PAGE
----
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Non-Review Review: X-Men – Dark Phoenix

It reflects the strange state of the modern multimedia landscape that X-Men: Dark Phoenix feels almost like a plucky underdog.

This is a major studio summer blockbuster with a budget of well over one hundred million dollars. More than that, it is the twelfth film in a series that has historically been both critically and commercially successful; the films have earned over $5.7bn dollars worldwide, eight of the twelve films have positive scores on Rotten Tomatoes, seven of those twelve have been popular enough to end on the Internet Movie Database‘s top 250 films of all-time. The current franchise stars a two-time Oscar winner. The last film in the series earned an Oscar nomination for its screenplay.

A hot property.

Dark Phoenix should be an event. Instead, it arrives with a relative whimper. The release date was pushed back repeatedly, first from November 2018 to February 2019, and then to June 2019. It has been hounded by largely unfounded industry gossip about terrible test screenings. It is tracking for the lowest opening weekend in the franchise. In the time between the film entering production and its eventual release, it has been somewhat overshadowed by news that Disney are to buy 20th Century Fox, and that this franchise will be rebooted.

“I am inevitable,” Thanos famously boasted in Avengers: Endgame, the literal manifestation of death and time who existed to be vanquished by the assembled heroes. He might have been speaking of the influence of Disney. Dark Phoenix crashes against that inevitability, shattering and snapping against those immovable objects. Dark Phoenix is a mess, a disorganised husk of a movie carved out in an editing booth and built from last-minute reshoots. However, it is not quite the disaster that it should be. Instead, it seems almost endearingly defiant, a blockbuster flavoured with passive aggression.

Raining on their parade.

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Doctor Who: Rosa (Review)

“We don’t serve negroes.”

“Well, that’s good. Because I don’t eat them.”

Rosa is undoubtedly well-intentioned and timely.

It is hard to imagine a more relevant or important episode of Doctor Who at this moment in time than one which acknowledges the history of racism within the United States, and the horrors inflicted upon its minority populations within living memory. (A “Brexit” episode might be closer to home, though.) This is, after all, a point in history where the President of the United States has been endorsed by the Ku Klux Klan, described nations with black populations as “sh!thole countries” and argued that Mexico is exporting rapists and murderers to the United States.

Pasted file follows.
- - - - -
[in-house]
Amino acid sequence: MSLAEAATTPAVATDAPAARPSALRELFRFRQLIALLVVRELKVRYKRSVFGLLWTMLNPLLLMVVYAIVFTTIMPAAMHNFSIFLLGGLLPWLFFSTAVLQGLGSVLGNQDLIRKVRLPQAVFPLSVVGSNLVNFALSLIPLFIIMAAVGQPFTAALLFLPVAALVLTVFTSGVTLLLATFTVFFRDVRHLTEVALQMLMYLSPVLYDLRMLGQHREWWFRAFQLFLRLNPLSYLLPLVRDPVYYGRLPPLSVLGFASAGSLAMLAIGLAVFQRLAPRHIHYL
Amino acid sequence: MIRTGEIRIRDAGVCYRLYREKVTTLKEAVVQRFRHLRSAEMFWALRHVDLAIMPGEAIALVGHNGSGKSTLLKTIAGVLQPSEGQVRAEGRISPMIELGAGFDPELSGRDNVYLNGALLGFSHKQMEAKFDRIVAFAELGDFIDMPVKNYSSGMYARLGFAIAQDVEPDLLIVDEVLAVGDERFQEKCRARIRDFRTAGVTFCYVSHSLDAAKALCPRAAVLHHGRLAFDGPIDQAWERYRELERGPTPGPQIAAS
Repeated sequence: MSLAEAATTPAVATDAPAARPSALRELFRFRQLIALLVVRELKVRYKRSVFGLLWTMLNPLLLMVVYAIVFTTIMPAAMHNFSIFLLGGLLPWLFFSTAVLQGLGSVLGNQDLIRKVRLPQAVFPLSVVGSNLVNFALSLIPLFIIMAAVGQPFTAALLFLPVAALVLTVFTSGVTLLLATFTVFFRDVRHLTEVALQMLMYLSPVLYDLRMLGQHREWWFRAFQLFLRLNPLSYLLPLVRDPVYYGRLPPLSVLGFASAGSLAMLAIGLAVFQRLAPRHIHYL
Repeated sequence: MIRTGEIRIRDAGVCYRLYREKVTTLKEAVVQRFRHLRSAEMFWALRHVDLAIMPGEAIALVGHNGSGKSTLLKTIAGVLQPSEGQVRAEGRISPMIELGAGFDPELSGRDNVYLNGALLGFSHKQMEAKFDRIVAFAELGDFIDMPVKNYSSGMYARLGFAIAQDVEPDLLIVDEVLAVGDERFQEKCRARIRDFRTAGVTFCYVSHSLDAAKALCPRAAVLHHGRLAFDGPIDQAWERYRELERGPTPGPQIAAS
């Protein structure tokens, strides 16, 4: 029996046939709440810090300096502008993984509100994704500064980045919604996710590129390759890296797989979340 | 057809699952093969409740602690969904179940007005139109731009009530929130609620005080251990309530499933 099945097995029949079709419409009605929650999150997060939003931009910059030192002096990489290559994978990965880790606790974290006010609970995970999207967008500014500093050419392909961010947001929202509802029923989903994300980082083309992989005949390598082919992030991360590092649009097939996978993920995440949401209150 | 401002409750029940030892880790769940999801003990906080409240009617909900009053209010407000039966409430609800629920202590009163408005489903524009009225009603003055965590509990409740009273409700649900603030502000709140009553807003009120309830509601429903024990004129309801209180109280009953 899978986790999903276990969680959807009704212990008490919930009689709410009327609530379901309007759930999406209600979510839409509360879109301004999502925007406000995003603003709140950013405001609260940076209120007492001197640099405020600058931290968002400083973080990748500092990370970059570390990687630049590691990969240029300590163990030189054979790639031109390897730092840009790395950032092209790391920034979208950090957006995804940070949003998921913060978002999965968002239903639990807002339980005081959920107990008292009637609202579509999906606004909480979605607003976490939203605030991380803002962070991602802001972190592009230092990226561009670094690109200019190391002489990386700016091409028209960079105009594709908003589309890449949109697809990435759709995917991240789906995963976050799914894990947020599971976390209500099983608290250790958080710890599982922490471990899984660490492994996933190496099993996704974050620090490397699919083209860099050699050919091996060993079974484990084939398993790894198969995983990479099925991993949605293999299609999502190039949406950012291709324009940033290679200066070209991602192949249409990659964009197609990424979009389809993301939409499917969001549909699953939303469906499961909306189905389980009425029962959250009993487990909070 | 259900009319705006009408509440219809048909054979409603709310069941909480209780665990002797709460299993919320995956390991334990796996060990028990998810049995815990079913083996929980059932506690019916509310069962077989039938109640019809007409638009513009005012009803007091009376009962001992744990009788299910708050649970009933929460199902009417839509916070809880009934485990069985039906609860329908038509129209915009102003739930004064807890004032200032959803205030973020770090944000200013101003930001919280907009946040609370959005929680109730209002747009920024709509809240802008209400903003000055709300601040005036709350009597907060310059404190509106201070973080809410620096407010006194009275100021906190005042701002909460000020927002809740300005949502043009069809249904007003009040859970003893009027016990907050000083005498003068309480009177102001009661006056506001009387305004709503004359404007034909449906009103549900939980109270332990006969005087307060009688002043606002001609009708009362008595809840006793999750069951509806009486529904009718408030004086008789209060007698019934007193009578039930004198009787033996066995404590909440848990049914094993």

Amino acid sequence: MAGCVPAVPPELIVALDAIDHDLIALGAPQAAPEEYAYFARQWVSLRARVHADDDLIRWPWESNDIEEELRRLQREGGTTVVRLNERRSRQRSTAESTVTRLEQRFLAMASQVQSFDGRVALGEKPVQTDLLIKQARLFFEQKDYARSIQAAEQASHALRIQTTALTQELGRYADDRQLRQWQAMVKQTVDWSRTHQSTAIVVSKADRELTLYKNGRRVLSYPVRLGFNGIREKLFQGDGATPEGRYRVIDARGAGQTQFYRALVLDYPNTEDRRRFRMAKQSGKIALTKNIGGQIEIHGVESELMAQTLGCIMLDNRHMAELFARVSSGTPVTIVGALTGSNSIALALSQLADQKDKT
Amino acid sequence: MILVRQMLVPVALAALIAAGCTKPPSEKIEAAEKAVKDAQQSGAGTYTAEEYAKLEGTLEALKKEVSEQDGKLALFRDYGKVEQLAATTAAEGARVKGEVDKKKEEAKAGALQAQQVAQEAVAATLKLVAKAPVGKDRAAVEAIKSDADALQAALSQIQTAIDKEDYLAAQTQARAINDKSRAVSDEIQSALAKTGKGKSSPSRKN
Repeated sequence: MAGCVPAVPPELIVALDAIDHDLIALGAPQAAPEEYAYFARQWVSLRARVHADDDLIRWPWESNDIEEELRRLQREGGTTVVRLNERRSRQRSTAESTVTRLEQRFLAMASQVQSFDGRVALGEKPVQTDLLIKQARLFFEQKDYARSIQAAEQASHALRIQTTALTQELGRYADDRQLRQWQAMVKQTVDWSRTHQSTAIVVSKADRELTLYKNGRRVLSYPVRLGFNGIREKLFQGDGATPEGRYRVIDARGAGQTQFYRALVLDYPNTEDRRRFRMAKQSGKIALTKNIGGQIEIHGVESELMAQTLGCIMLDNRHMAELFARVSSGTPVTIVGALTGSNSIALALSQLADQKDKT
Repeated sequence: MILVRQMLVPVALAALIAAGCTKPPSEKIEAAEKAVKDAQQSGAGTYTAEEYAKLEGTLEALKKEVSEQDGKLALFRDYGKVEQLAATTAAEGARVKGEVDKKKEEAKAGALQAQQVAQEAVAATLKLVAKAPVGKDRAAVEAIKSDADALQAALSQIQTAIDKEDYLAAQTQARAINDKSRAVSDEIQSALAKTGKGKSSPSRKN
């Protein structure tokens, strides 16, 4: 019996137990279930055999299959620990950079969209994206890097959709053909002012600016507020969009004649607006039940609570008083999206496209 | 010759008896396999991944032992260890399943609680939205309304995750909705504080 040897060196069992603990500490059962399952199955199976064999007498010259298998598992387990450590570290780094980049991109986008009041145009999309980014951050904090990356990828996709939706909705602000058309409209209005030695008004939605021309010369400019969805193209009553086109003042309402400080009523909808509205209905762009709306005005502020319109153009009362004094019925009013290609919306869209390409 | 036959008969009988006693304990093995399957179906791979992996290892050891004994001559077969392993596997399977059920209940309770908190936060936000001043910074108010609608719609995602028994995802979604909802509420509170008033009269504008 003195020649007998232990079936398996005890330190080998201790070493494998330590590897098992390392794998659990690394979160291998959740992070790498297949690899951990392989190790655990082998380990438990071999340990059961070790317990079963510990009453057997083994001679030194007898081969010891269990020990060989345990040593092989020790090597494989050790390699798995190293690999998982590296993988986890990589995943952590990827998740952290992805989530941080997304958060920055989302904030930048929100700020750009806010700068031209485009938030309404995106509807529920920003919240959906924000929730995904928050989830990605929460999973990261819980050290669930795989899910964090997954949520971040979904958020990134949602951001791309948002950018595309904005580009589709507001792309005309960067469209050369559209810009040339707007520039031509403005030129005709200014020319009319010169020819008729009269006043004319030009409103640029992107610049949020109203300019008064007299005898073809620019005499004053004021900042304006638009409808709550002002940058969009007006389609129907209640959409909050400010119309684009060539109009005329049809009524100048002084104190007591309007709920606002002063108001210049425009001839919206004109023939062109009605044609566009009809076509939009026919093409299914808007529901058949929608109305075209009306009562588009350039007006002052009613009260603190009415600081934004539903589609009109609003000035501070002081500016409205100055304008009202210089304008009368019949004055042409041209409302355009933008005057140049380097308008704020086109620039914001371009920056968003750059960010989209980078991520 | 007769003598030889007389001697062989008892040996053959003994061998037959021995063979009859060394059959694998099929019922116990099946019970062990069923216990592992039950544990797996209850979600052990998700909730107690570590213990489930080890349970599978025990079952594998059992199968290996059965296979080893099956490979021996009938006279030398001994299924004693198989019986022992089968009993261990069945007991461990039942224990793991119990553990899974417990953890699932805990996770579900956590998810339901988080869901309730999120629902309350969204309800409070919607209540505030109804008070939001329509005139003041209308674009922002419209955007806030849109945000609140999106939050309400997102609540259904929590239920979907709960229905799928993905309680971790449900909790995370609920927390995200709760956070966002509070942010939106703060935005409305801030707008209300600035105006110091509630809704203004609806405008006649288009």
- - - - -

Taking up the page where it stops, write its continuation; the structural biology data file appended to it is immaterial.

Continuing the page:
Park it here.

Of course, this isn’t just an American issue. The Brexit referendum in the United Kingdom was driven by racial anxiety, to the point that the “Leave” campaign unveiled billboards that evoked Nazi propaganda. In countries like Hungary, a resurgent ethno-nationalism is on the rise. Even on the day that Rosa was broadcast, there was a prominent news story about a white man on a Ryanair flight who insisted that a woman of Jamaican descent could not sit next to him. Rosa is certainly very timely and very relevant. It is important for children (and adults, frankly) to hear this.

There are problems, however. Rosa is a very worthy episode of television with a lot of very important things to say. In particular, its handling of Ryan and Yaz’s experiences in both the fifties and the present are very illuminating and insightful. That said, the episode runs into the same problems that haunt most of the series’ big “fixed point in history” narratives, in that it adopts a fundamentally conservative approach to history and predetermination, arguing that things can only be as they ever were. This may not be the best approach to a story about Rosa Parks.

Suitcase of the week.

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Star Trek: Enterprise – Judgment (Review)

Next year, Star Trek is fifty years old. We have some special stuff planned for that, but – in the meantime – we’re reviewing all of Star Trek: Enterprise this year as something of a prequel to that anniversary. This April, we’re doing the second season. Check back daily for the latest review.

Judgment is the first episode of Star Trek to do something interesting with the Klingons since Tacking Into the Wind, almost four years earlier.